2015 Day of Solidarity for Black Non-Believers
Since January 2011, the fourth Sunday in February has been designated as the National Day of Solidarity for Black Non-Believers. February 22, 2015 will mark the fifth Anniversary of this special and unique celebration to encourage individuals that have chosen to experience life without the influence and practice of a religion to seek fellowship with others, especially black people that are reluctant about openly sharing their non-religious status.
Black culture in the United States is overwhelmingly awash in religion, primarily Christianity, and black people that are self-identified as atheists, agnostics, humanists, secularists, skeptics, or freethinkers can feel isolated, lonely, and possibly ostracized by family and friends. A community that shuns the idea of not believing in God and/or Jesus can be difficult for non-believers to navigate. With this in mind, the Day of Solidarity for Black Non-Believers was created and will take place each year on the fourth Sunday in February, Black History Month, and will continue until religion is no longer a dominant voice of American consciousness, especially in the black community. On this day we encourage a conversation to discuss the lives of historical black non-believers and to promote community activism while sharing our personal journey. Each of us has a story to tell.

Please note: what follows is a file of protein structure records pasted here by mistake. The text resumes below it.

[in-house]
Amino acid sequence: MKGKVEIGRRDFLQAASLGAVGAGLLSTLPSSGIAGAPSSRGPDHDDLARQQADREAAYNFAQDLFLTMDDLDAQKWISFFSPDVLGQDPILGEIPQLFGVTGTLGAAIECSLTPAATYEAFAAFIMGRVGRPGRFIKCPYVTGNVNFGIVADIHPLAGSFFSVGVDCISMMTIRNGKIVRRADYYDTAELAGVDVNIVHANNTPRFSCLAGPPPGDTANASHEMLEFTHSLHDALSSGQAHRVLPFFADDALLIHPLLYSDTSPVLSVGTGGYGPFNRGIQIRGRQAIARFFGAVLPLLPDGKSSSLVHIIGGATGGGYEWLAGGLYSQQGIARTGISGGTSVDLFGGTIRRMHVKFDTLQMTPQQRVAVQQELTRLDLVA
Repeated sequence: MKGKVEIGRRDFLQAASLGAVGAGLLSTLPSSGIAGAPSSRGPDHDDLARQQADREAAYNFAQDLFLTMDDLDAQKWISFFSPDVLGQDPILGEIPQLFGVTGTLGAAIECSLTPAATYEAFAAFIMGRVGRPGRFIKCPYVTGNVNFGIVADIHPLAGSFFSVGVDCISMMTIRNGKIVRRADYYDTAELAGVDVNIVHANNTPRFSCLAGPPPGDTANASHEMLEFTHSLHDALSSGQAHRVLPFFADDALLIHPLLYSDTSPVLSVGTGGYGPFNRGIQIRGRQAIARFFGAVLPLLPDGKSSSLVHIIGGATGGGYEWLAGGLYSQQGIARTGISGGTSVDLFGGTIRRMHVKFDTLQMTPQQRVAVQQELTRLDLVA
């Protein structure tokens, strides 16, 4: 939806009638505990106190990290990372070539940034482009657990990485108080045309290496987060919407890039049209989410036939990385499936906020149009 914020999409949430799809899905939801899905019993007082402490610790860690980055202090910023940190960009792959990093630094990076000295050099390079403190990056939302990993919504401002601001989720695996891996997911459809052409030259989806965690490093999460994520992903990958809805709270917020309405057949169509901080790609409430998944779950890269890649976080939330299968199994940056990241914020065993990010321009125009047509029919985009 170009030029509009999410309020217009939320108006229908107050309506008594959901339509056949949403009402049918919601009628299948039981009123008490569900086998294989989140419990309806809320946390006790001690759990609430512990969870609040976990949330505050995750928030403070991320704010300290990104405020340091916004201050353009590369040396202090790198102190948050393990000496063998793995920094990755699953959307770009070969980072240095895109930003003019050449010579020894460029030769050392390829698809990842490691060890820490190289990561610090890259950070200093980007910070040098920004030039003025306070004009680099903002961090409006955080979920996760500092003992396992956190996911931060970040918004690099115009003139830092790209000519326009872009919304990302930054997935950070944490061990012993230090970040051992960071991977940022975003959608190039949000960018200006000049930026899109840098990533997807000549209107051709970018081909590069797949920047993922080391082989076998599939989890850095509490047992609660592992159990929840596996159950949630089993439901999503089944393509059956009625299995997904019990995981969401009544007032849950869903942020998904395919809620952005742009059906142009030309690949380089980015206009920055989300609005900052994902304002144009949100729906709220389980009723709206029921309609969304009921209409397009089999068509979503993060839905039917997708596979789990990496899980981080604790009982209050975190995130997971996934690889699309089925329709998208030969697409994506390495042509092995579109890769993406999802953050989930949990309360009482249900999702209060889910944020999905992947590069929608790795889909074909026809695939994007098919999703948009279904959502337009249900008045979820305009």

CFI–Harlem/Harlem Humanists celebrate 2012 Day of Solidarity in NYC
We appreciate your support. Tell your friends, family, and share this with the leaders of every secular organization across the country and the world. Organize an event in your city, town, or community. It can be as simple as having a conversation over a cup of coffee. There are still many that need to know they are not alone. Rational thinking and factual evidence should be our guide, not mysticism, beliefs, and blind faith.
For more information check out the Day of Solidarity Facebook page and help us make the 2015 Day of Solidarity awesome!
Come Out & Join In,
Donald R. Wright
Founder and Organizer, Day of Solidarity for Black Non-Believers